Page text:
Your leaking thatched hut during the restoration of a pre-Enlightenment state.


Hello, my name is Judas Gutenberg and this is my blaag (pronounced as you would the vomit noise "hyroop-bleuach").


decay & ruin
Biosphere II
dead malls
Irving housing

got that wrong

appropriate tech
Arduino μcontrollers
Backwoods Home
Fractal antenna

fun social media stuff

(nobody does!)

Like my brownhouse:
   prison fried rice
Wednesday, May 20 2020
Today I noticed that Powerful had thrown a bunch of topsoil chunks, soil clumps, and other rubbish from his garden plot into the lowlands below the retaining wall above which it sits. I couldn't be mad at him, because how was he to know that the purpose of that retaining wall was to enforce a topographic distinction between what was above it and what lay below it. I picked up all those clumps and plant rubbish and piled them just uphill of the wall, though not far enough from the wall to intrude on Powerful's patch. After I explained how all this was supposed to work and the existence of unseen drainage pipes, he started clearing some of the other garden patches (the garlic patch and the lowlands around it). But he eventually stopped on discovering things that, he later explained to me, seemed like "they had a purpose," one that he couldn't yet hope to understand.
In the late morning, I drove (with the dogs) to Herzogs in Uptown to get a few more supplies for my electric car charging station, which also includes a 120 volt outlet connected to a separate circuit. I needed a GFI outlet for that, as well as an outdoor outlet cover and a few other things. Today I noticed that not only was everyone wearing masks when in the stores, some were wearing them while driving alone in their cars. I'd seen that in the past on occasion, but today I actually saw someone experiencing road rage while masked.
Back at the house, I cheated with the installation of the new 120 volt outlet. Instead of connecting it to an existing circuit or running it to the circuit breaker box, I simply put a plug on the end of it and plugged it into an outlet. Powerful was watching me do these things, surrounded by unfathomable complexity of the boiler room, and he seemed awed if not shocked.
Marker. (I didn't throw it away because I might still use parts of it for some esoteric plumbing need.)


Up on the solar deck today, I dismantled and removed the old ten-foot-long base shaft of the antenna pole (which is something I think I initially salvaged from the abandoned go-cart track). It had been held in place by three brackets attached by big screws into the four-by-four northeast pillar of the deck. As I removed these screws, though, several of them snapped off at the neck. And those which came all the way out had been substantially degraded by fourteen years spent in treated lumber. Their screwtreads, for example, were nearly gone. It was good I'd discovered this situation when I did, because it wouldn't've been many more years before all of those screws would've failed and the antenna pole gone crashing to the ground. When I install the pole's replacement, I will be sure to use screws considered safe for use in treated lumber.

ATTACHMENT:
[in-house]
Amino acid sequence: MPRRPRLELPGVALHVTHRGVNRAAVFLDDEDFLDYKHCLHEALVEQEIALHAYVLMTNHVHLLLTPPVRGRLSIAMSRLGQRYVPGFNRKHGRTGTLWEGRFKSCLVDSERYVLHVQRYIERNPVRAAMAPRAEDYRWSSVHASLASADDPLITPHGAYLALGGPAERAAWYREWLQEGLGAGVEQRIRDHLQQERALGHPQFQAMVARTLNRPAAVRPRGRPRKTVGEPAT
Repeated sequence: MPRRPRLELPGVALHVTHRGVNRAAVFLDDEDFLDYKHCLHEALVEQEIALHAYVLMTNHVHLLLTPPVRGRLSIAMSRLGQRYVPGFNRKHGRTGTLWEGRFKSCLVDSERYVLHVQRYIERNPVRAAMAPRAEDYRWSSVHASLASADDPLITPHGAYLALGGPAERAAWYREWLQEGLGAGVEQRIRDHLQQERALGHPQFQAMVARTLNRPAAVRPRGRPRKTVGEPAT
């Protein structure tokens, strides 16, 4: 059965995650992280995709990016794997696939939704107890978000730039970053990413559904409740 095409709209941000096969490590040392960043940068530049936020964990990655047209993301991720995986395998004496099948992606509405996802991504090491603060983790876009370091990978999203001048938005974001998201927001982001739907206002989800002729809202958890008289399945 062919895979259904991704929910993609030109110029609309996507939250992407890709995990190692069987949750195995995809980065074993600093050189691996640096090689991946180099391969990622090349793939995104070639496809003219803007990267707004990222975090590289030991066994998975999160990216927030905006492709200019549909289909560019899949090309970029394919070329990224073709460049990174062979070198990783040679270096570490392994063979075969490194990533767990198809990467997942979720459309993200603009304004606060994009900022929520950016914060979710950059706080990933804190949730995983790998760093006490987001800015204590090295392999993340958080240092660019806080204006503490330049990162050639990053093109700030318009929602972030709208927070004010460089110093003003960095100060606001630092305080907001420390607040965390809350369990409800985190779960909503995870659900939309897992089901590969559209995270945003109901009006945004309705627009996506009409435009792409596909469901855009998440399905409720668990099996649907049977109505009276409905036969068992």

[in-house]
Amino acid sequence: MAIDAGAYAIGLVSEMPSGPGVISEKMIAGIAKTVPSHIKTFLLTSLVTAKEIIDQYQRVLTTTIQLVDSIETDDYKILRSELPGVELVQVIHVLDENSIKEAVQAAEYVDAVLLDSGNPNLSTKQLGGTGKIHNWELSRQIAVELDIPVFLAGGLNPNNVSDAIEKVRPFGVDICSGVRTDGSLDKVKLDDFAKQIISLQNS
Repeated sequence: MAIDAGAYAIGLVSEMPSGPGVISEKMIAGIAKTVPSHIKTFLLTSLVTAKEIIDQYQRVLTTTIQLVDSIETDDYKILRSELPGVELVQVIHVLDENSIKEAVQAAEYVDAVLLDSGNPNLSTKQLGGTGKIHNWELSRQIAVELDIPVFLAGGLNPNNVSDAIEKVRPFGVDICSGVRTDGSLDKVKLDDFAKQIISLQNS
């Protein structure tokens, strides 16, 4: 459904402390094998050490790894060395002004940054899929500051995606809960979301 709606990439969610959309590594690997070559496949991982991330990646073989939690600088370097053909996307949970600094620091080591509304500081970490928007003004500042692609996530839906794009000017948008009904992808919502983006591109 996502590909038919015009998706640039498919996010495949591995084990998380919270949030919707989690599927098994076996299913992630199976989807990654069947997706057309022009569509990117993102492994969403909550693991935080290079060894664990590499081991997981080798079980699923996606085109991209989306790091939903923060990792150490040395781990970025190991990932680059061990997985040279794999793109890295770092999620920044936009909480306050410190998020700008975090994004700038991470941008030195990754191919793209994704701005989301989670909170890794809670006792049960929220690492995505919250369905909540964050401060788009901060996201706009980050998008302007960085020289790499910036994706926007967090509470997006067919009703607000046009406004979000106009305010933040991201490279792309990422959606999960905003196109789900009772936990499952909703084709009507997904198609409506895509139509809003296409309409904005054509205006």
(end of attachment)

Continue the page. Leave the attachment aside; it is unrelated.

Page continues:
Some weeks ago our HVAC installer (Rycor) had gotten in touch with Rheem, the manufacturer of our heat-pump-powered hot water heater about its inextricable anode. They'd agreed to replace the whole tank free of charge. To limit labor costs when its replacement arrives, today I began the process of decommissioning the old tank. First I had to drain all of the sulfury water out of it. I first drained it down to the height of the bathtub rim in the nearby bathroom and then ran the hose all the way through Gretchen's library and out the screen door of the screened-in porch to drain it nearly completely. Since there was no way to keep it drained and also use the just-in-time electric hot water heater (which is needed when there is insufficient solar energy), I decided to add a ball valve to whichever side of the tank flow missing one. The only half-inch ball valve I could find in my plumbing supplies was a Watts EZ Sweat model, which is a combination of a ball valve and two union fittings. This seemed great in theory, but in practice the valve leaked no matter how tight I tightened the fittings. That must've been the reason I'd never actually used it. Before putting it back in my plumbing supplies, I wrote "DONT USE" on it in Sharpie

Meanwhile Powerful had made dinner. It was vegetable fried rice with tofu, cooked "prison-style" (though I'm not sure what that meant in the context of our modern well-equipped kitchen). It was delicious, though Gretchen thought this might've been a function of how much oil had been used. dinners

This evening I took another bath in the upstairs bathtub, this time using a plastic bag to catch all the water from the dripping shower head and redirecting it down a vinyl hose. This worked great, and I managed to have my first-ever pleasant bath experience in that tub.

Ramona enjoying the sun today after having gone mining for chipmunks.

Powerful eating some of that vegetable-fried-rice. Photo by Gretchen.

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